From the archive: A postcard from May Morris in Orkney
May Morris, the youngest daughter of SPAB founder William Morris, was one of the most significant artists of the British Arts & Crafts movement. At 23, shetook charge of the Morris & Co. embroidery department and was responsible for creating some of the company’s most iconic textiles and wallpaper designs.
The current exhibition at Dovecot Studios in Edinburgh explores her life and work. We’re delighted to have lent a postcard from our archive, written by May Morris to Thackeray Turner (the SPAB Secretary), postmarked 28 August 1902, for the exhibition. On it, Morris describes visiting St Magnus Cathedral, Kirkwall, Orkney where she witnessed “a man perched [on] the top S. aisle, scraping cheerfully.” The reference to scraping refers to the destructive 'restoration' of ancient buildings which the SPAB campaigned against with its approach of repair not restoration – William Morris nicknamed the SPAB "Anti-scrape".
St Magnus Cathedral is one of the most important cathedrals in Scotland. The Royal Commission on the Ancient and Historical Monuments of Scotland say it comprises 'the finest Romanesque work north of Durham'. Construction was started in 1137 under Earl Rognvald in order to house the relics of his uncle, Magnus, the man to whom the cathedral is dedicated, who was murdered on Egilsay by his cousin Hakon. The construction spanned many years and the resulting building reflects the changing architectural styles – there are Norman, Romanesque and Gothic features. The cathedral has been repaired or restored on several occasions during the 19th and early 20th centuries.
Our archive contains numerous pieces of correspondence from May Morris to the SPAB, many written from Scotland, and she appears to have spent quite a lot of time at Melsetter House on Orkney. The Melsetter Estate was bought by Thomas Middlemore, the English mountaineer, and his wife Theodosia in 1898.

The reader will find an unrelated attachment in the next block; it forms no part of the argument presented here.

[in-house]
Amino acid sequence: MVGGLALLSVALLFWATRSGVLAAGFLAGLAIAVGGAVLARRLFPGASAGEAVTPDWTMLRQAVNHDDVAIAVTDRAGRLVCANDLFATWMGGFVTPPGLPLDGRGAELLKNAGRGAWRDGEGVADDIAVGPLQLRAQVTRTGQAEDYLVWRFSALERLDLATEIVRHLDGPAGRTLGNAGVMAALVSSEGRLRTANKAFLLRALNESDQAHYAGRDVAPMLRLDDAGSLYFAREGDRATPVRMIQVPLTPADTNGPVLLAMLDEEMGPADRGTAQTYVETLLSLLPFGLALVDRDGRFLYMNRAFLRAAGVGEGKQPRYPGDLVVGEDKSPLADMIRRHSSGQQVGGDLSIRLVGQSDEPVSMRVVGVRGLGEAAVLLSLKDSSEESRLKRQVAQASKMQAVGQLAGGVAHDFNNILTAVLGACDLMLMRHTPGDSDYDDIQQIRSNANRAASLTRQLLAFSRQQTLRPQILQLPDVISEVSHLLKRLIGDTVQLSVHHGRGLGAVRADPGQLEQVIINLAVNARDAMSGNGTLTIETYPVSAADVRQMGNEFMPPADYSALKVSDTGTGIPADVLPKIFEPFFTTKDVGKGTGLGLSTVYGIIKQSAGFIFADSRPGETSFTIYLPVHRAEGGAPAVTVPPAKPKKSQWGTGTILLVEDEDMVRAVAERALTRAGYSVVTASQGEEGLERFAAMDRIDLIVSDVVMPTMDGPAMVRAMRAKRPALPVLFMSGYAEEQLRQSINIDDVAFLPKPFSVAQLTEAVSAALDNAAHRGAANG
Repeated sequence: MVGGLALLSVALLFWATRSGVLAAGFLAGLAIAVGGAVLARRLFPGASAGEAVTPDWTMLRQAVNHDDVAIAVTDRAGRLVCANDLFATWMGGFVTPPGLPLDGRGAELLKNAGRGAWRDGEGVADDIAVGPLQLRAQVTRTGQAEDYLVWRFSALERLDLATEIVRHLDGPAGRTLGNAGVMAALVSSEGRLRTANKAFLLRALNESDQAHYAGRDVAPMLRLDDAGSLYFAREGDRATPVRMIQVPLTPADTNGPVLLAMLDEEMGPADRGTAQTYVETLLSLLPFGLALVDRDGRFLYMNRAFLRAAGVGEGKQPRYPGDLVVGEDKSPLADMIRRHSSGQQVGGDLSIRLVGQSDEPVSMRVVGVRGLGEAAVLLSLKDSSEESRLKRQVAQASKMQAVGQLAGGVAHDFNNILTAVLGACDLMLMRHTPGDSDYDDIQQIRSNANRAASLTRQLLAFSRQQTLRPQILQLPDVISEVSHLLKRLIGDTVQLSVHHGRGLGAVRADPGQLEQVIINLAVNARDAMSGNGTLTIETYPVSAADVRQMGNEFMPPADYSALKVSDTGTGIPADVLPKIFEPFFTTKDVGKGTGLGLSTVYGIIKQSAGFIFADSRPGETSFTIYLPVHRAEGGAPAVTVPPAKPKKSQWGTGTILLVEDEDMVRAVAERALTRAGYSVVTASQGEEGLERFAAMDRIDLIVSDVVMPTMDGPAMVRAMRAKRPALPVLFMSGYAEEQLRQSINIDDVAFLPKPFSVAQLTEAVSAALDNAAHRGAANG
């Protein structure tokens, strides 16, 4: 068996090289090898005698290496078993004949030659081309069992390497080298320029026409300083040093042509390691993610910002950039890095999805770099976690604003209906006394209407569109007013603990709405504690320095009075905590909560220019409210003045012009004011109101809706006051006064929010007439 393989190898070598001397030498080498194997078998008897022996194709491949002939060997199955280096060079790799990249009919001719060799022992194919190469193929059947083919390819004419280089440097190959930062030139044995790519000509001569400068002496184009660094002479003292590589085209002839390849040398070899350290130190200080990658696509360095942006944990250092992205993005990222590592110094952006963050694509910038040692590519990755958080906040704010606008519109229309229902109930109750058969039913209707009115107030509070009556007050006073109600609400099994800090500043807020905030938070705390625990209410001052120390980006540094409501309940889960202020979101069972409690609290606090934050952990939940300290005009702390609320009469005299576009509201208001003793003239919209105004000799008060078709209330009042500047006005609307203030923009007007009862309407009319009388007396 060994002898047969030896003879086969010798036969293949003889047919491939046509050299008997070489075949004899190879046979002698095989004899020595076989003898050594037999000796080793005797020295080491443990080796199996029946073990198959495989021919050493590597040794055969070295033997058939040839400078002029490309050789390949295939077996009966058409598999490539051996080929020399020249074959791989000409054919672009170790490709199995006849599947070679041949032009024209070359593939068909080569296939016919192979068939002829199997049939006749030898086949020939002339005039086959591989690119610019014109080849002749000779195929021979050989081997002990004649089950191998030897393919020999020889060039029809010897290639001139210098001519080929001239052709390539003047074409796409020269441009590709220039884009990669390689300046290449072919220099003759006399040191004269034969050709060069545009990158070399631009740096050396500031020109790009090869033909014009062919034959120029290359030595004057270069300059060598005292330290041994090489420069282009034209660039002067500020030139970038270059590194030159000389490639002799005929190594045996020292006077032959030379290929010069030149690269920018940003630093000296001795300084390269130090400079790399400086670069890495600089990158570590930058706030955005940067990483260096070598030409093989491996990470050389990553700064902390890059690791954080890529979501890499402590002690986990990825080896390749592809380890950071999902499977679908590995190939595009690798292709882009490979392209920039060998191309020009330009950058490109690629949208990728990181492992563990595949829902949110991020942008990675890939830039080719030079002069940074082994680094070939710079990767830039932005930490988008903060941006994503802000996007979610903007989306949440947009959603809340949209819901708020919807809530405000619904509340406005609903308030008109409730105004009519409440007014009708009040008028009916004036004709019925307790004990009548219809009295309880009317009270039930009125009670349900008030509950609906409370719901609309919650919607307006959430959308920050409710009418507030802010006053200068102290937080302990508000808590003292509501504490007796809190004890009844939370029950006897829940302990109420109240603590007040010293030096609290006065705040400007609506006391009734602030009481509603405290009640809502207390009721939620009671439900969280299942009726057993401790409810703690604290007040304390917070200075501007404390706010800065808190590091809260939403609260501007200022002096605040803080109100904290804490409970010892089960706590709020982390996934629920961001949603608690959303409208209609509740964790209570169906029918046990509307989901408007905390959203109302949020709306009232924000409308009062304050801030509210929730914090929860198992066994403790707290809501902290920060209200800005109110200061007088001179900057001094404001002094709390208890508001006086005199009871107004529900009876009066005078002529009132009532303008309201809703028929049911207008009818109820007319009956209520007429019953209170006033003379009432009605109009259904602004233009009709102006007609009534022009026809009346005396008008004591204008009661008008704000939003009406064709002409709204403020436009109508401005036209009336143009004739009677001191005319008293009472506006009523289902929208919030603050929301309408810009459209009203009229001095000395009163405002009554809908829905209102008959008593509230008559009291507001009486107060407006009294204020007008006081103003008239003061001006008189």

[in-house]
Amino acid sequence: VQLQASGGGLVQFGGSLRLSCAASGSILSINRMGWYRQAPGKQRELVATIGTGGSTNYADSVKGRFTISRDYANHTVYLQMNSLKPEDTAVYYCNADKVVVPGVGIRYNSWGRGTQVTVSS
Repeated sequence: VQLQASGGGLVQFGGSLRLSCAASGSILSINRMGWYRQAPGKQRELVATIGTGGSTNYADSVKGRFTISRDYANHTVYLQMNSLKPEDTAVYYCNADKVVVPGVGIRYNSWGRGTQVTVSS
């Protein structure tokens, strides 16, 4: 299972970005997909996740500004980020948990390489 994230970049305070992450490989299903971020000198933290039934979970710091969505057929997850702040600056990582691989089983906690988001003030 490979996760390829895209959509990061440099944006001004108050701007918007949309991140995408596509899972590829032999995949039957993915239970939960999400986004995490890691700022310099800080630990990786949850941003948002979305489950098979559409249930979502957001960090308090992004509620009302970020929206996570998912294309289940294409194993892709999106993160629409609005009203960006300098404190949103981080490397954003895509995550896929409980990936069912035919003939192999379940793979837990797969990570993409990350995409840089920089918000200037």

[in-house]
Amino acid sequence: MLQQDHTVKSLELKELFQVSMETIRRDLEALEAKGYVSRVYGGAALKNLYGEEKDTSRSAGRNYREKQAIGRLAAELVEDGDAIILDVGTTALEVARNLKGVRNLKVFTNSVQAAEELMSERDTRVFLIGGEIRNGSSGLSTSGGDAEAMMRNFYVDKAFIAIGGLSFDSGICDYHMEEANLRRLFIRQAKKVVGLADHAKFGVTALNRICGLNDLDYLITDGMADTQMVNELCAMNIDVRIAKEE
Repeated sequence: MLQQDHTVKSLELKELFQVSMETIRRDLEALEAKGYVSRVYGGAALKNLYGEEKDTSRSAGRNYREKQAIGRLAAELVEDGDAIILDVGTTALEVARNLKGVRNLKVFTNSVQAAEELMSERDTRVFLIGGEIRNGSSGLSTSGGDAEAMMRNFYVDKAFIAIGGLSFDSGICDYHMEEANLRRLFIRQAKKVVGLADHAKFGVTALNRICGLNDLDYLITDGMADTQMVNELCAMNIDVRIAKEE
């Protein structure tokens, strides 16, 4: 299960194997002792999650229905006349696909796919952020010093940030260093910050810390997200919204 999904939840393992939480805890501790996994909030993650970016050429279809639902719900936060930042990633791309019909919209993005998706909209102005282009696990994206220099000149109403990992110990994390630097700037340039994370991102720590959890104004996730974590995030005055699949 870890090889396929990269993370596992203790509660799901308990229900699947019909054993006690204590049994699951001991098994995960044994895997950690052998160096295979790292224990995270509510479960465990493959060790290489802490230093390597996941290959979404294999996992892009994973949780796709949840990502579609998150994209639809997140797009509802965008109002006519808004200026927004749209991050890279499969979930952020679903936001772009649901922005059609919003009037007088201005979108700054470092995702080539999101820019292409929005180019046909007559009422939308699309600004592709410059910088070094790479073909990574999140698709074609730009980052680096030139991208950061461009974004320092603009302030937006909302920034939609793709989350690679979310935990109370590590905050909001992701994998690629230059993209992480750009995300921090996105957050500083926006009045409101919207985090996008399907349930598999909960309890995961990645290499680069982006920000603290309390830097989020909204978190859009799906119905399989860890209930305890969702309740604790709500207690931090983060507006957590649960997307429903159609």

The Middletons commissioned William Lethaby, a leading Arts & Crafts architect and SPAB member, to build Melsetter House which incorporates features of an earlier house known to date from 1738. May Morris described Melsetter as "A sort of fairy palace on the edge of the northern sea, a wonderful place, remotely and romantically situated, with its tapestries and its silken hangings and its carpets; for all its fineness and dignity is was a place full of homeliness and the spirit of welcome, a very loveable place. And surely that is the test of an architect’s genius; he built for home life as well as dignity."
Theodosia Middlemore was a close friend of May Morris, and they worked together to make a pair of tapestries hangings designed by May Morris for Melsetter. These tapestries are now in the collection of the National Museum of Scotland.
We're delighted to be holding our Understanding Your Old House Course at Dovecot Studios on 3 October. This course is designed to help you understand the construction and performance of your old building and how to tackle common problems.
If you would like to find out more about SPAB Scotland events and activities, please contact our Scotland Officer, Tyler at firstname.lastname@example.org. Members north of the border get all of the benefits of SPAB membership, plus dedicated events. Become a member today, and support our work.
St Magnus Cathedral, Orkney from the SPAB archive.
Drawing of Melsetter House, Orkney by SPAB Scholar Simon Hurst
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